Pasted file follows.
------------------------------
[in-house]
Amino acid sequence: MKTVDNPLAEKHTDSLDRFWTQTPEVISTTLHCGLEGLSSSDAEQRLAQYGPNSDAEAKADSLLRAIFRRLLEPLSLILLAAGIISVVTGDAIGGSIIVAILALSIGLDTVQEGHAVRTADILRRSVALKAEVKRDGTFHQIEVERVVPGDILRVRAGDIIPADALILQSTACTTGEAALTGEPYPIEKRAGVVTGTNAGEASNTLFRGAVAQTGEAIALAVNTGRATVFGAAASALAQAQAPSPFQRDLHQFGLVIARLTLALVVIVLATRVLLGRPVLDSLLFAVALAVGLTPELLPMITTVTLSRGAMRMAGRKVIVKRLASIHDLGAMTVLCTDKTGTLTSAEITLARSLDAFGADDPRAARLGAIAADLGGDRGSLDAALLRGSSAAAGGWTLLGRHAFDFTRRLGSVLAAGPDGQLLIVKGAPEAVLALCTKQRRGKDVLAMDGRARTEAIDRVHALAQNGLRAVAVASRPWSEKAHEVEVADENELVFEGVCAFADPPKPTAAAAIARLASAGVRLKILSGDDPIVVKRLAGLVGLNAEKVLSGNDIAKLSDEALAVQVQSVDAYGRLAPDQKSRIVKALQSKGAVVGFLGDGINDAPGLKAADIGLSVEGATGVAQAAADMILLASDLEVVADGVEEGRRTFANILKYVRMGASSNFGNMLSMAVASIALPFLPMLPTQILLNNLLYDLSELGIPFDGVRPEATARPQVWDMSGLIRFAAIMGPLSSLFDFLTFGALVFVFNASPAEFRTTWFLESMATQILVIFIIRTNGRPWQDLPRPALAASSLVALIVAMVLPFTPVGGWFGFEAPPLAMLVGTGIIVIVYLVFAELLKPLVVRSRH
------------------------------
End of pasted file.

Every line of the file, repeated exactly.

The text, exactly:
[in-house]
Amino acid sequence: MKTVDNPLAEKHTDSLDRFWTQTPEVISTTLHCGLEGLSSSDAEQRLAQYGPNSDAEAKADSLLRAIFRRLLEPLSLILLAAGIISVVTGDAIGGSIIVAILALSIGLDTVQEGHAVRTADILRRSVALKAEVKRDGTFHQIEVERVVPGDILRVRAGDIIPADALILQSTACTTGEAALTGEPYPIEKRAGVVTGTNAGEASNTLFRGAVAQTGEAIALAVNTGRATVFGAAASALAQAQAPSPFQRDLHQFGLVIARLTLALVVIVLATRVLLGRPVLDSLLFAVALAVGLTPELLPMITTVTLSRGAMRMAGRKVIVKRLASIHDLGAMTVLCTDKTGTLTSAEITLARSLDAFGADDPRAARLGAIAADLGGDRGSLDAALLRGSSAAAGGWTLLGRHAFDFTRRLGSVLAAGPDGQLLIVKGAPEAVLALCTKQRRGKDVLAMDGRARTEAIDRVHALAQNGLRAVAVASRPWSEKAHEVEVADENELVFEGVCAFADPPKPTAAAAIARLASAGVRLKILSGDDPIVVKRLAGLVGLNAEKVLSGNDIAKLSDEALAVQVQSVDAYGRLAPDQKSRIVKALQSKGAVVGFLGDGINDAPGLKAADIGLSVEGATGVAQAAADMILLASDLEVVADGVEEGRRTFANILKYVRMGASSNFGNMLSMAVASIALPFLPMLPTQILLNNLLYDLSELGIPFDGVRPEATARPQVWDMSGLIRFAAIMGPLSSLFDFLTFGALVFVFNASPAEFRTTWFLESMATQILVIFIIRTNGRPWQDLPRPALAASSLVALIVAMVLPFTPVGGWFGFEAPPLAMLVGTGIIVIVYLVFAELLKPLVVRSRH